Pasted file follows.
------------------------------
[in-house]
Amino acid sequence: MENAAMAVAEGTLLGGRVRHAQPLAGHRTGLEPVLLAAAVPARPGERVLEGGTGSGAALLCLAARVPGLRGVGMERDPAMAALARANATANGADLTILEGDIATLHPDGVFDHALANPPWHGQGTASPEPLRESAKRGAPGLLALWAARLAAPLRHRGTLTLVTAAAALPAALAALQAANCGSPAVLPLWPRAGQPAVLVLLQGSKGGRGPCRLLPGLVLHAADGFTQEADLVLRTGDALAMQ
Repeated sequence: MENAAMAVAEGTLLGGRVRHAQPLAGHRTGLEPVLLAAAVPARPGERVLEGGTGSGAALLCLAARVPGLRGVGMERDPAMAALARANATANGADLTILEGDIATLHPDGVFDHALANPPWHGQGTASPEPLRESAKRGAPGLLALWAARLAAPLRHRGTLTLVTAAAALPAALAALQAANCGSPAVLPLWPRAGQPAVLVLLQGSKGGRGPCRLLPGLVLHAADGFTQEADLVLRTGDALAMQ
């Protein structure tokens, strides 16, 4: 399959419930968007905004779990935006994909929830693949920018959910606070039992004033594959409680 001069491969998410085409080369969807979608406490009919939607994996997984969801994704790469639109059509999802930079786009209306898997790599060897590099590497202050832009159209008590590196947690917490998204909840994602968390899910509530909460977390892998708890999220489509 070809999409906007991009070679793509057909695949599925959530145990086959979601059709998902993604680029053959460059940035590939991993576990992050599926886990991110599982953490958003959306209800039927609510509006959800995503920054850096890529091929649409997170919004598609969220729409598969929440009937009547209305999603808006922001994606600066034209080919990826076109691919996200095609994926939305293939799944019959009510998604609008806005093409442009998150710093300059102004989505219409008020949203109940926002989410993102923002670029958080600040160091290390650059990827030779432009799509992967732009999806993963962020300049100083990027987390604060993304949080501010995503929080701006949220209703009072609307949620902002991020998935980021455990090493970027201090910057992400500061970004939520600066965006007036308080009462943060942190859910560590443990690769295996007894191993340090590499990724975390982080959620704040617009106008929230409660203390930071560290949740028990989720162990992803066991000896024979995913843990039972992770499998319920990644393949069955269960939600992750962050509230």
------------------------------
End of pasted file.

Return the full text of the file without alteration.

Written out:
[in-house]
Amino acid sequence: MENAAMAVAEGTLLGGRVRHAQPLAGHRTGLEPVLLAAAVPARPGERVLEGGTGSGAALLCLAARVPGLRGVGMERDPAMAALARANATANGADLTILEGDIATLHPDGVFDHALANPPWHGQGTASPEPLRESAKRGAPGLLALWAARLAAPLRHRGTLTLVTAAAALPAALAALQAANCGSPAVLPLWPRAGQPAVLVLLQGSKGGRGPCRLLPGLVLHAADGFTQEADLVLRTGDALAMQ
Repeated sequence: MENAAMAVAEGTLLGGRVRHAQPLAGHRTGLEPVLLAAAVPARPGERVLEGGTGSGAALLCLAARVPGLRGVGMERDPAMAALARANATANGADLTILEGDIATLHPDGVFDHALANPPWHGQGTASPEPLRESAKRGAPGLLALWAARLAAPLRHRGTLTLVTAAAALPAALAALQAANCGSPAVLPLWPRAGQPAVLVLLQGSKGGRGPCRLLPGLVLHAADGFTQEADLVLRTGDALAMQ
């Protein structure tokens, strides 16, 4: 399959419930968007905004779990935006994909929830693949920018959910606070039992004033594959409680 001069491969998410085409080369969807979608406490009919939607994996997984969801994704790469639109059509999802930079786009209306898997790599060897590099590497202050832009159209008590590196947690917490998204909840994602968390899910509530909460977390892998708890999220489509 070809999409906007991009070679793509057909695949599925959530145990086959979601059709998902993604680029053959460059940035590939991993576990992050599926886990991110599982953490958003959306209800039927609510509006959800995503920054850096890529091929649409997170919004598609969220729409598969929440009937009547209305999603808006922001994606600066034209080919990826076109691919996200095609994926939305293939799944019959009510998604609008806005093409442009998150710093300059102004989505219409008020949203109940926002989410993102923002670029958080600040160091290390650059990827030779432009799509992967732009999806993963962020300049100083990027987390604060993304949080501010995503929080701006949220209703009072609307949620902002991020998935980021455990090493970027201090910057992400500061970004939520600066965006007036308080009462943060942190859910560590443990690769295996007894191993340090590499990724975390982080959620704040617009106008929230409660203390930071560290949740028990989720162990992803066991000896024979995913843990039972992770499998319920990644393949069955269960939600992750962050509230």